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Producing Animation: Marcel Jean

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Marcel Jean is a Canadian director, producer, writer and film historian who in recent years has taken on the role of Artistic Director of the Annecy International Animation Film Festival. His knowledge and devotion to animation has led to a hugely extensive career and strong ties to Montreal’s Cinémathèque québécoise as well as the National Film Board of Canada’s French animation studio. As an Animation Producer he has been involved in over forty short films, including the recent Le Puits (Dir. Philippe Vaucher), MacPherson (Dir. Martine Chartrand) and Joda (Dir. Theodore Ushev), as well as earlier work such as Aria (Dir. Pjotr Sapegin), Accordion (Dir. Michèle Cournoyer), Sleeping Betty (Dir. Claude Cloutier, 2007). Tower Bawher (Dir. Theodore Ushev). During a recent visit to the Cinémathèque, Skwigly were privileged to get the opportunity to discuss his work and insight into the production process.

Can you tell us a little bit about how your career developed as a Producer?

At the beginning – about thirty years ago – I was a journalist, a film critic. Then I became a teacher and I taught animation history at Montreal University. I did some documentary and live-action films as a director and, because of my interest in animation, in 1996 I became animation curator at the Cinémathèque québécoise. This was my first real job as, let’s say, an “animation expert”, and from there I became a Producer at the NFB. A year later I came to be in charge of the French animation studio, so from 1999-2005 I was Animation Producer at the NFB. The NFB is probably one of the best places all around the world to be an Animation Producer because you don’t have to run after money, there’s a certain amount you have per year to do your work. When I was there I produced maybe five to seven short films every year. It’s also a fantastic studio because of the large span of techniques we have there, from pinscreen to 3D computer animation; You have a lot of different tools, possibilities, and exceptional freedom of thinking.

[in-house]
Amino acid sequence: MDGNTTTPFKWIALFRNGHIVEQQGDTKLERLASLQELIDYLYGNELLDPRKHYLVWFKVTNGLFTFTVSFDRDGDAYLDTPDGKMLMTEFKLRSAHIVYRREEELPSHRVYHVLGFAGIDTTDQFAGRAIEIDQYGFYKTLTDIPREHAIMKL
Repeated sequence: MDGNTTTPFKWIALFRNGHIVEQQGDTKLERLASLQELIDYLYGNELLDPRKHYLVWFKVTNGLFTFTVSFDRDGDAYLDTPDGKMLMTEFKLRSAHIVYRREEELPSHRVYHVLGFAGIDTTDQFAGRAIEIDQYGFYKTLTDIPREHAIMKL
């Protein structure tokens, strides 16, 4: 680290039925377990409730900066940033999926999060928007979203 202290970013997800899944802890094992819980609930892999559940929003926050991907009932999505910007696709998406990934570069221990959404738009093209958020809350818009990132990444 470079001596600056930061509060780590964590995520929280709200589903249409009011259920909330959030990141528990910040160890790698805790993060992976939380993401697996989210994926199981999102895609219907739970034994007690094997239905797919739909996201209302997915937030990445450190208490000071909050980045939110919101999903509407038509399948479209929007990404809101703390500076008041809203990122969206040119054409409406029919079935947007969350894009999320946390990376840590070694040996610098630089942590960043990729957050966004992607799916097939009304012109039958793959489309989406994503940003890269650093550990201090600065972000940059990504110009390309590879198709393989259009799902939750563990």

Is your work as a journalist still ongoing in any respect?

Yes, even when I was at the Film Board I continued to be a film critic on a less regular basis, but it is very important for me to continue to think about cinema and animation. So when I left the Film Board writing again became one of my main activities. Since then I’ve written two books and I’m about to finish a third, I wrote a lot of articles for a film magazine here as well as chapters for a collective book. Now I am a programmer and I continue to write the notes for my programmes.
I think the greatest side of the work at the Film Board is the fact that, because you don’t have to run after money when you produce there, you can devote yourself to working with the  filmmakers. While I was there the creative relationship I had with the directors was a real privilege, because most of the time my state of mind would be very close to when I was a film critic; When you’re a film critic the main thing is to share your view on films with people, and I really think that whether you’re a film director or producer or programmer it’s the same, it’s to share a view and a vision. This is why it was important for me to continue to write about films when I was producer at the Film Board, because it’s given me an accurate view on what cinema is, what it takes to makes movies in the real world. So I really see a continuous link between all these activities in my career.

Do you find that having directed yourself has proved beneficial as a producer working with other directors?

The fact that I was a Director – and am still, I’m actually working on a documentary now – can help from a certain point of view, but it can be a danger also. When you are a Producer it’s very important not to want to make your film instead of the director’s. Your position should be very clear: When you’re a Producer you’re at the service not just of the director but of the film, and I don’t think you’ll be a good Producer if you just want to make your own films. Sometimes some projects can originate from you, in which case that’s a completely different thing – when I was at the Film Board there were one or two projects I originated, but for the most part filmmakers arrived with a project or an idea to be developed into a film project and then a film. When you’re facing that kind of situation it’s very important that you, as a Producer, don’t want to upstage the director. If you’re a Director who’s failed in your career and you have frustrations, and then you become a Producer it can be a very poor, dangerous situation. You must be comfortable and happy with your role as a Producer, which I really think I was. So it helped me to have directed films prior to producing because I can understand more easily how the Directors feel, their concerns or questions, also the technical side. Probably it was easier for me because I wasn’t an Animation Director, I was a documentary and live-action Director. I knew I wasn’t an animator and was unable to direct an animation film by myself, so I didn’t have this contradiction in mind.